In order to produce nucleic acids desirable for use as a pharmaceutical, it is preferred that the nucleic acid ligand 1) binds to the target in a manner capable of achieving the desired effect on the target; 2) be as small as possible to obtain the desired effect; 3) be as stable as possible; and 4) be a specific ligand to the chosen target. In most, if not all, situations it is preferred that the nucleic acid ligand have the highest possible affinity to the target.
In copending and commonly assigned U.S. Pat. application Ser. No. 07/964,624, methods are described for obtaining improved nucleic acid ligands after SELEX has been performed. This application, entitled Methods of Producing Nucleic Acid Ligands is specifically incorporated herein by reference. Included in this application are the following methods relating to: Assays of ligand effects on target molecules; Affinity assays of the ligands; Information boundaries determination; Quantitative and qualitative assessment of individual nucleotide contributions to affinity via secondary SELEX, nucleotide substitution, and chemical modification experiments; and structural determination. The present invention includes improvements to the nucleic acid ligand solution derived according to these procedures.
This invention includes the specific nucleic acid ligands shown in FIG. 2 and the nucleic acid ligand solutions as depicted schematically in FIG. 3. The scope of the ligands covered by this invention extends to all ligands to the tat protein identified according to the SELEX procedure. More specifically, this invention includes nucleic acid sequences that are 1) substantially homologous to and that have substantially the same ability to bind the tat protein as the specific nucleic acid ligands shown in FIG. 2 or that are 2) substantially homologous and that have substantially the same ability to bind the tat protein as the nucleic acid ligand solutions shown in FIG. 3. By substantially homologous, it is meant, a degree of primary sequence homology in excess of 70% most preferably in excess of 80%. Substantially the same ability to bind the tat protein means that the affinity is within two orders of magnitude of the affinity of the substantially homologous sequence described herein. It is well within the skill of those of ordinary skill in the art to determine whether a given sequence--substantially homologous to those specifically described herein--has substantially the same ability to bind the tat protein.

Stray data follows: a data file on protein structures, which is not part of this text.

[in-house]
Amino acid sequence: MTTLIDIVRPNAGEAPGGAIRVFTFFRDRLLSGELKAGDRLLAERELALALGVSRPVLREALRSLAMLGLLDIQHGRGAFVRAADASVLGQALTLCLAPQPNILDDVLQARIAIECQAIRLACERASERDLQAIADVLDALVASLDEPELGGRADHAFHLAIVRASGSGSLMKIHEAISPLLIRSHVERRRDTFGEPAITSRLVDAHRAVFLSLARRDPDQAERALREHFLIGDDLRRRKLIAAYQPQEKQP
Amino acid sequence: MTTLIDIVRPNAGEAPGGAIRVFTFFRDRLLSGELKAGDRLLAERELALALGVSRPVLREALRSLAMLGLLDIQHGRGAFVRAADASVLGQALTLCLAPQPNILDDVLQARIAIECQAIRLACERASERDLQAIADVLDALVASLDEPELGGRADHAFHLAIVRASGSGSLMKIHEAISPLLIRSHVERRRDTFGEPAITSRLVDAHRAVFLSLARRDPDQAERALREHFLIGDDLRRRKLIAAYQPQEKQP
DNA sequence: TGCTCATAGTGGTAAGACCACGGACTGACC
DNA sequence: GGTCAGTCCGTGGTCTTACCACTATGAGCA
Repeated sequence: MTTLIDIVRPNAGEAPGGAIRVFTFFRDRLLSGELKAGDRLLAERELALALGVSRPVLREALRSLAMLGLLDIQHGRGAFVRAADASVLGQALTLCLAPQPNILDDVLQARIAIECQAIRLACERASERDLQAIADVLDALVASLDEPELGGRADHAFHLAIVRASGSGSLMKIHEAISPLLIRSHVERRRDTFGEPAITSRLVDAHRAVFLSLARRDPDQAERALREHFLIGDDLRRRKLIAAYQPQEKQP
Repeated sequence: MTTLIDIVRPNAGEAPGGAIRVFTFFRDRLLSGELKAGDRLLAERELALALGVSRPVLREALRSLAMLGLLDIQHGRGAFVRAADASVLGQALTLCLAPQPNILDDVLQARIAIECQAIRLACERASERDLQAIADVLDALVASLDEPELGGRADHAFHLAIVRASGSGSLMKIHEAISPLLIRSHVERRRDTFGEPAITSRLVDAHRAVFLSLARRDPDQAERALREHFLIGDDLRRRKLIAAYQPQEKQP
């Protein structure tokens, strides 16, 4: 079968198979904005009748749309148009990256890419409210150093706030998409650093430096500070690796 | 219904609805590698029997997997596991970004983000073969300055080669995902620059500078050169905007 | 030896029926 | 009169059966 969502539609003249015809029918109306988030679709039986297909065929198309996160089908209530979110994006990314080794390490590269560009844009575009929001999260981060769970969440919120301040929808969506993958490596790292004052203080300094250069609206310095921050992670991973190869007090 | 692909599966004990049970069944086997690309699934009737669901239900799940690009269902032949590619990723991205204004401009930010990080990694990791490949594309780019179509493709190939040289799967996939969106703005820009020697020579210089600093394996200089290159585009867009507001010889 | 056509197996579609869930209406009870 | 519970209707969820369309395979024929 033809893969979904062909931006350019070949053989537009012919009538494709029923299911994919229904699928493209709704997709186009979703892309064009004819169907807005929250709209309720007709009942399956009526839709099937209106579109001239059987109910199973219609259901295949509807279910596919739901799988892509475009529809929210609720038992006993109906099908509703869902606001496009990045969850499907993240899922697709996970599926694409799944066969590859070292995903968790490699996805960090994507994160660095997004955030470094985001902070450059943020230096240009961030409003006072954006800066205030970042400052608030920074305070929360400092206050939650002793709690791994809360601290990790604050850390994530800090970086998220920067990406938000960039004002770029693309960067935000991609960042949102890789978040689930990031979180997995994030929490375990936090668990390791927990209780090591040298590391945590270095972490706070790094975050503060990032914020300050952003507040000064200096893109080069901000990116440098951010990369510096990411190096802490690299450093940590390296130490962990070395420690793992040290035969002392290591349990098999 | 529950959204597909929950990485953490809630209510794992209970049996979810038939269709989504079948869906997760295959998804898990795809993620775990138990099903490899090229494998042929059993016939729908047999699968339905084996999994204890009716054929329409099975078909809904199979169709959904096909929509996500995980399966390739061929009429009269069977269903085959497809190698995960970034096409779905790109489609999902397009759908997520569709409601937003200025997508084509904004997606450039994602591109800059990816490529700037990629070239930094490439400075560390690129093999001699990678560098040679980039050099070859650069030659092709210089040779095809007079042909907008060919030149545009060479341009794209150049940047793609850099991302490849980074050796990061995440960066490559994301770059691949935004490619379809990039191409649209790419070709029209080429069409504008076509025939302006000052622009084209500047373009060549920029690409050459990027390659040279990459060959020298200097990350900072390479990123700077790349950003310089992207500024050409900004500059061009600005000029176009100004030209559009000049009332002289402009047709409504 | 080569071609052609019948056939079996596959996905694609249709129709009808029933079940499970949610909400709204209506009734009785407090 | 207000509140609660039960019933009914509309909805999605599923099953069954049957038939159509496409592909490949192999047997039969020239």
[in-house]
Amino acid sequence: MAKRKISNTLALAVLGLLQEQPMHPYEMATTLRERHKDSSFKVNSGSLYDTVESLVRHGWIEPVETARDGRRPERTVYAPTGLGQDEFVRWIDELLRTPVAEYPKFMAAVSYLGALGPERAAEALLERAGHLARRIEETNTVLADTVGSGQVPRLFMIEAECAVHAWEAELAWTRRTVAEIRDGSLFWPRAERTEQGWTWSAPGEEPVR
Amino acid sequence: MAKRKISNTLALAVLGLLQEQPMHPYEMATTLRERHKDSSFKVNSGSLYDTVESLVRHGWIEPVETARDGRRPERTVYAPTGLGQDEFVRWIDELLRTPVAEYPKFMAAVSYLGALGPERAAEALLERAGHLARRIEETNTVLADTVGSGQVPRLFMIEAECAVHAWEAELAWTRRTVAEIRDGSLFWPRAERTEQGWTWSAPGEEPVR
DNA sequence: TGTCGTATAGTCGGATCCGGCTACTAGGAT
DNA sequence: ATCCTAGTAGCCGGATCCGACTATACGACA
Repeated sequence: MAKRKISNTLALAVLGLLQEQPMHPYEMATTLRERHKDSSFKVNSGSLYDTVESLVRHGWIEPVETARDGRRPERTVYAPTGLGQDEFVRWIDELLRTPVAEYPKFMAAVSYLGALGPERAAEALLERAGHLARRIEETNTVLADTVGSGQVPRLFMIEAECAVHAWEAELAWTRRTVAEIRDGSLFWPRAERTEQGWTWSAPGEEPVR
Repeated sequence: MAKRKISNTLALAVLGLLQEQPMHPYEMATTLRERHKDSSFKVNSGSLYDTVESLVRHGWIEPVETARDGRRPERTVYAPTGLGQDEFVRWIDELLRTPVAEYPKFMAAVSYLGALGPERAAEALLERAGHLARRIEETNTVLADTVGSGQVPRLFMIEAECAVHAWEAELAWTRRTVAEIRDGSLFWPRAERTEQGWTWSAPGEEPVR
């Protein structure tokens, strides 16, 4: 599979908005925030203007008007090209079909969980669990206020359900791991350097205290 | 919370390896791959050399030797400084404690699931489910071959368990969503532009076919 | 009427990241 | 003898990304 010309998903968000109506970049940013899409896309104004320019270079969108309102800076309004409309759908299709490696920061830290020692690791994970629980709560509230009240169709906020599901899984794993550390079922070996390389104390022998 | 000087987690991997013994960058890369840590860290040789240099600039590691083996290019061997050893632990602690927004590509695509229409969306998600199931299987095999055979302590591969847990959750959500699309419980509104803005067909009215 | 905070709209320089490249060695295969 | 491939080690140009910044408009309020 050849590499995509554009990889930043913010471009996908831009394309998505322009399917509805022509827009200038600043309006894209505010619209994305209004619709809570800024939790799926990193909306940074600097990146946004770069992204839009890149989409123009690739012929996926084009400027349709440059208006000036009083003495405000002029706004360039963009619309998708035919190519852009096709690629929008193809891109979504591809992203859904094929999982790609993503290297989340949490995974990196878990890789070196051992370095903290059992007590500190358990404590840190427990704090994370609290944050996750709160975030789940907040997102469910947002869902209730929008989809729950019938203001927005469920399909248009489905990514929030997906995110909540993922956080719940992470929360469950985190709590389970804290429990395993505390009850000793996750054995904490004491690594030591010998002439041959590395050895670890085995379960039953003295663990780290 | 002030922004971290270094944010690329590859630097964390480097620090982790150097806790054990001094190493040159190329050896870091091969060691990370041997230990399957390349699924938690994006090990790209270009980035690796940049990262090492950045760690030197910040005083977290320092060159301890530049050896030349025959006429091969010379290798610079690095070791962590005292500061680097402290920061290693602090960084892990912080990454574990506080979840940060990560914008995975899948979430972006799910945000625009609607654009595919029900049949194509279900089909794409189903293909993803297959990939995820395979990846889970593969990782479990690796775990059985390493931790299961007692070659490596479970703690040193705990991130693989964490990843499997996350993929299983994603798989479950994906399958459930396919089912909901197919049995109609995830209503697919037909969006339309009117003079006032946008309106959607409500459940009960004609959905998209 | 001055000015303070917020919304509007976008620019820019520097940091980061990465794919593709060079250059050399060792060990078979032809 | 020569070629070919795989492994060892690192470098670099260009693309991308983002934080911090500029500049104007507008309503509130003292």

A review of motifs I, II and III, and the binding curves shown in FIG. 4, show that sequences that have little or no primary sequence homology may still have substantially the same ability to bind the tat protein. If one assumes that each of these motifs of ligands binds the same binding site of the tat protein, it is clear that binding is controlled by the secondary or tertiary structure of the nucleic acid ligand. Certain primary structures--represented by motifs I, II and III herein--are apparently able to assume structures that appear very similar to the binding site of the tat protein. For these reasons, the present application also includes nucleic acid ligands that have substantially the same structural form as the ligands presented herein and that have substantially the same ability to bind the tat protein as the nucleic acid ligands shown in FIG. 2 or FIG. 3. Wherein substantially the same structure includes all nucleic acid ligands having the common structural elements of motifs I, II and III that lead to the affinity to the tat protein.
This invention also includes the ligands as described above, wherein certain chemical modifications have been made in order to increase the in vivo stability of the ligand or to enhance or mediate the delivery of the ligand. Examples of such modifications include chemical substitutions at the ribose and/or phosphate and/or base positions of a given RNA sequence. See, e.g., Cook et al. PCT Application WO 9203568; U.S. Pat. No. 5,118,672 of Schinazi et al.; Hobbs et al. Biochem. 12:5138 (1973); Guschlbauer et al. Nucleic Acids. Res. 4:1933 (1977); Schibaharu et al. Nucl. Acids. Res. 15:4403 (1987); Pieken et al. Science 253:314 (1991).